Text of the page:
ZOMBIE POWER-MAN: Well, now that the bit players are out of the way, it’s time for the big boys to step up, and we’re starting with me! SWEET HALLOWEEN!

Get it? Because I used to say “Sweet Christmas” when I was alive and it was the 70s and… ah, never mind.

Anyway, I’m Luke Cage, sometimes called Power Man, and I’m still the baddest chunk of plastic in the toy chest. Daredevil thinks he’s tough ‘cause he has a couple of holes? Check me out! My whole left side is missin’, and I’ll still whip anyone tries to get between me… and lunch. Heh heh heh… 

ZOMBIE WOLVERINE: Hey, bub – Wolverine here, the most popular mutant in all comicdom. When I was alive, I had ultra-heightened senses, nifty retractable claws, unbreakable bones, an awesome healing factor and the ability to appear in 74 comic books a week! Now that I’m dead, the healing factor seems to have gone on the fritz, but the rest of the stuff works just dandy. I may not know how me turning into a zombie jives with what Marc Guggenheim is writing about me fightin’ death over in my own comic, but I have learned one other thing these claws of mine are great for… shish-ke-bob!  

ZOMBIE HULK: RAAAAWR!!! ZOMBIE HULK STILL HUNGRY!!!! 

ZOMBIE SPIDER-MAN: Um… thanks, Hulk.

ZOMBIE HULK: Stupid Brain-Head Man tells Hulk he can’t eat Fuzzy Man With Camera… Hulk need meat… Hulk misses Doritos…
ZOMBIE SPIDER-MAN: Hello, gang. I’m your friendly neighborhood Spider-Man! Well… I guess I’m not all that friendly anymore. I was one of the first guys to encounter the whole zombie plague. Unfortunately, after I got infected, I didn’t turn right away, but managed to get home first where I… um… well, I ate my wife and my Aunt May.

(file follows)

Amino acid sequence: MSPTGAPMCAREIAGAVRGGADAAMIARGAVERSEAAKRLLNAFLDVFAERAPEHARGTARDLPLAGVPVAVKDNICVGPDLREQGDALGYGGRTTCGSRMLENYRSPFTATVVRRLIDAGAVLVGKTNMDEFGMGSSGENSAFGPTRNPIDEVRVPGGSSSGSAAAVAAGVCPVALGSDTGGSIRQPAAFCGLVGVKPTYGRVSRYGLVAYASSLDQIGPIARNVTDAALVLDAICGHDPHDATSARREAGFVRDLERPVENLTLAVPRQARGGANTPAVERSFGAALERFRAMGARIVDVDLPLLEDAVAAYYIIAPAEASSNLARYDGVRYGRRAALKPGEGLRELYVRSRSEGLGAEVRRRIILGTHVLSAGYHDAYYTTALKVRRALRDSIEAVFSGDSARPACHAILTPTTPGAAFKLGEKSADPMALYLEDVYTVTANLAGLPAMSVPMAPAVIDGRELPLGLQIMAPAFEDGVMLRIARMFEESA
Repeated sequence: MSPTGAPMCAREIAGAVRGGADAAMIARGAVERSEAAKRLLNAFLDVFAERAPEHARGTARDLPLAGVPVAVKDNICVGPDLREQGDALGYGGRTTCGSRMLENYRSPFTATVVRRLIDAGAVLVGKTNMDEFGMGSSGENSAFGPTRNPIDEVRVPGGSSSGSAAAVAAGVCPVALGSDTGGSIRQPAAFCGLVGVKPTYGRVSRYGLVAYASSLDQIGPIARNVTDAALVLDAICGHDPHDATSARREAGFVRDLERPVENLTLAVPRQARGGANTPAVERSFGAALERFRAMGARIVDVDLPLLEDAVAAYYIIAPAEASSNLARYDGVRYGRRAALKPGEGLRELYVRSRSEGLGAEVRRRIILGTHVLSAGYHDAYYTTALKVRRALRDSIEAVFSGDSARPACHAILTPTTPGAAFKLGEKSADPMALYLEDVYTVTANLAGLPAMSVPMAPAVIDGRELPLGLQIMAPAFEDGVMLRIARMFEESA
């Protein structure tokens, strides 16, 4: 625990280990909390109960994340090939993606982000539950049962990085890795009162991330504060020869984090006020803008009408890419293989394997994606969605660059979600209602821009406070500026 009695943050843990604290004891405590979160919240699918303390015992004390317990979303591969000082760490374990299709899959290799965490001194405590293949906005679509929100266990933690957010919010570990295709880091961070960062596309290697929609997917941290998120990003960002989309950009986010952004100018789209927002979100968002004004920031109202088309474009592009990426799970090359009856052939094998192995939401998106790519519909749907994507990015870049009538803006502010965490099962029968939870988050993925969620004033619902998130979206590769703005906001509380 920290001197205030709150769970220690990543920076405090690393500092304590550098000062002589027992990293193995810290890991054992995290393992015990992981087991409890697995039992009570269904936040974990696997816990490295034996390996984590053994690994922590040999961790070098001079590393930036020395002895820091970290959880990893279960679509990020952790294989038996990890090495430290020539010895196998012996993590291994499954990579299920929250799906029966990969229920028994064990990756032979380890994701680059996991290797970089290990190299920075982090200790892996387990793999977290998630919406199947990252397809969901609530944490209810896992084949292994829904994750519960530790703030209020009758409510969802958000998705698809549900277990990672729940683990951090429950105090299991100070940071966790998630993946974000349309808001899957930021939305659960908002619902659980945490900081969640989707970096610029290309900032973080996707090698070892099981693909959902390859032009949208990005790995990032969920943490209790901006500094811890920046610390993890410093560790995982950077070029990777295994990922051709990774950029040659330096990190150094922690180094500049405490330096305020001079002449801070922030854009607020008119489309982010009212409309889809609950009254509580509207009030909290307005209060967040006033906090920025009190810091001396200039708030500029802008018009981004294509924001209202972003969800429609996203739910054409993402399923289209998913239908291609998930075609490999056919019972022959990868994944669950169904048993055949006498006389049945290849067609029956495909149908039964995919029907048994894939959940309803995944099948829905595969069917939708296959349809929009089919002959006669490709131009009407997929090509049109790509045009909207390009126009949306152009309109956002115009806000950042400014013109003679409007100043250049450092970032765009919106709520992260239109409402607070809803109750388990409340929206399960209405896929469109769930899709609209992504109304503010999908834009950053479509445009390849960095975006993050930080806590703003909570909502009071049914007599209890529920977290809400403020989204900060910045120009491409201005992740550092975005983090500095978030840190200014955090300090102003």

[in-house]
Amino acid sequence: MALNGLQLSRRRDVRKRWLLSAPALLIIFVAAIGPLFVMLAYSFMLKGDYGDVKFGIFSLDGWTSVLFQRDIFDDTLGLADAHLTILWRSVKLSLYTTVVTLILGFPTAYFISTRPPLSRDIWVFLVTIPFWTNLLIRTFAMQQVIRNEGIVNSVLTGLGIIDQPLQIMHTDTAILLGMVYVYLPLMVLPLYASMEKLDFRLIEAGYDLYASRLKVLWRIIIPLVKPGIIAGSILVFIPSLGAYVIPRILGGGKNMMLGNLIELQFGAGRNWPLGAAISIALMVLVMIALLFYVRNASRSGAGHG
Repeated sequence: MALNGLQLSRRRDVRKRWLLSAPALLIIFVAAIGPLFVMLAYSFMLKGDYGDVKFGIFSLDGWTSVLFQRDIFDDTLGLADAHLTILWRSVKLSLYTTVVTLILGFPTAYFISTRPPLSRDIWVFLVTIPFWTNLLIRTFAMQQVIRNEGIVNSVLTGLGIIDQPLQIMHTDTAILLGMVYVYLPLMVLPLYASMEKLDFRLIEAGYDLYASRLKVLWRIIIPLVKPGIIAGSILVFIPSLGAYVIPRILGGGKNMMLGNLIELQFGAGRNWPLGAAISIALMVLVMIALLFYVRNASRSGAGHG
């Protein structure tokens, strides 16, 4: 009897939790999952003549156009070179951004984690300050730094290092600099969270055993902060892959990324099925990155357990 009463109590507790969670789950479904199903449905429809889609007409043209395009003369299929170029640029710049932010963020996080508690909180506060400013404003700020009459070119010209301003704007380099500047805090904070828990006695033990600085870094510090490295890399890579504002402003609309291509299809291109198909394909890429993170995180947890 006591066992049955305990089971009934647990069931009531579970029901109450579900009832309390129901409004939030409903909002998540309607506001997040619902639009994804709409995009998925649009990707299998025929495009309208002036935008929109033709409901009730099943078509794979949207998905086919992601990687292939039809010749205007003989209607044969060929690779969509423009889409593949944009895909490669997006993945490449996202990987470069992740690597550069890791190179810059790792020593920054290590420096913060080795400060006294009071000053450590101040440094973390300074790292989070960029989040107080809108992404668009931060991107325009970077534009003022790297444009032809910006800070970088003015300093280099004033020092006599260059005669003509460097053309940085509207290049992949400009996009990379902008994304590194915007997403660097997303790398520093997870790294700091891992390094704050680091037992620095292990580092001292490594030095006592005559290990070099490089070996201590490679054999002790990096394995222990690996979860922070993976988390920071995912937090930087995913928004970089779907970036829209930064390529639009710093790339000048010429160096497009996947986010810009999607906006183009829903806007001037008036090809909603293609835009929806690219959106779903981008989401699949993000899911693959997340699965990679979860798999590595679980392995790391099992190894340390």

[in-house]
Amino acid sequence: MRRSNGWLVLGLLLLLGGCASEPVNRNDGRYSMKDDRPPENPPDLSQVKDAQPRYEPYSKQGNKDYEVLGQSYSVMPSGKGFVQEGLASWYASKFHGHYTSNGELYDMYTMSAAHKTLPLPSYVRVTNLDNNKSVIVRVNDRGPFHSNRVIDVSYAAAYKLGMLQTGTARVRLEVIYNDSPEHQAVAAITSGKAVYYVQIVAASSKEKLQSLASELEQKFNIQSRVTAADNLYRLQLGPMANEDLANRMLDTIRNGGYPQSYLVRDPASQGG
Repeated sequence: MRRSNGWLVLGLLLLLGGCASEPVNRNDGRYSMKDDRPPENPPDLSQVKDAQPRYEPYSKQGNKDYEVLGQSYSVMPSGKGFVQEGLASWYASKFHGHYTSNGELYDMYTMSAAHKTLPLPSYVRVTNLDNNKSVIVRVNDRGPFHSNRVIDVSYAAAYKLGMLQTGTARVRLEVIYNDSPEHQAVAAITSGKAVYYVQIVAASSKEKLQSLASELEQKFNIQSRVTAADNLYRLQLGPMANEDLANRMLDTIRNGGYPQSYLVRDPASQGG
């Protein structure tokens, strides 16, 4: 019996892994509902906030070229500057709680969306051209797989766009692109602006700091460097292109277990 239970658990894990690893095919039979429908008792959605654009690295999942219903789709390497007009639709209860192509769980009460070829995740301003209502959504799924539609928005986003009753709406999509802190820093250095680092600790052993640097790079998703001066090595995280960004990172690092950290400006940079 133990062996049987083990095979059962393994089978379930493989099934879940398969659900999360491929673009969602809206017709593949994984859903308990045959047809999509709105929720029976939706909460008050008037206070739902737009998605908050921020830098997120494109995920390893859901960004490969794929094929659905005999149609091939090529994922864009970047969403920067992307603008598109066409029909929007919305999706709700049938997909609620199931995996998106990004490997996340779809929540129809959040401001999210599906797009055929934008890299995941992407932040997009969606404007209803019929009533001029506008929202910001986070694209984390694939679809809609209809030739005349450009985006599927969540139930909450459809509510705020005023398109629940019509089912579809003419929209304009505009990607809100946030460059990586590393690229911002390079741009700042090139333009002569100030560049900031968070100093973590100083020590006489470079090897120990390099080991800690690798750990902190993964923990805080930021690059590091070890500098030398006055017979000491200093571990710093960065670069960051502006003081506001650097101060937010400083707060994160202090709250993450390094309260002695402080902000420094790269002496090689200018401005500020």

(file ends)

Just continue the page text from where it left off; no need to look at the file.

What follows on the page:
I know, I’m still kinda torn up about that.

But… but it’s still better than what Joe Quesada is doing to ‘em over in One More Day! Right?

GHOST RIDER: I am the Ghost Rider! Spirit of vengeance! Keeper of the eternal Hellfire and my blazing—
ZOMBIE COLONEL AMERICA: NO! NO, NO, NO!

ZOMBIE COLONEL AMERICA: For the last time, you are not a zombie! Now get out of our pumpkin patch!

GHOST RIDER: Fine, fine… didn’t want to be in your stupid article anyway…

ZOMBIE COLONEL AMERICA: And you better not be Nicolas Cage under there, either!!!

ZOMBIE COLONEL AMERICA: And that leaves me, folks, Colonel America. Once the Sentinel of Liberty, now I’m the leader of this motley bunch of brain-eaters. Even having my own brain exposed hasn’t gotten me down, though – I’m undead and lovin’ every minute of it! Some people have asked me why I’m a colonel while most of my counterparts throughout the multiverse have achieved the rank of Captain. Well, what can I say? I’d hate for it to be seen as unprofessional when I… have lunch with the enlisted men! Bwaa-haha!!

The zombie virus also gives us all terrible senses of humor.

ZOMBIE COLONEL AMERICA: So that’s us, folks, the Marvel Zombie Mini-Mates! We hope you’ve enjoyed this little look into our lives, and if we show up for dinner some night, we hope you’ll have us!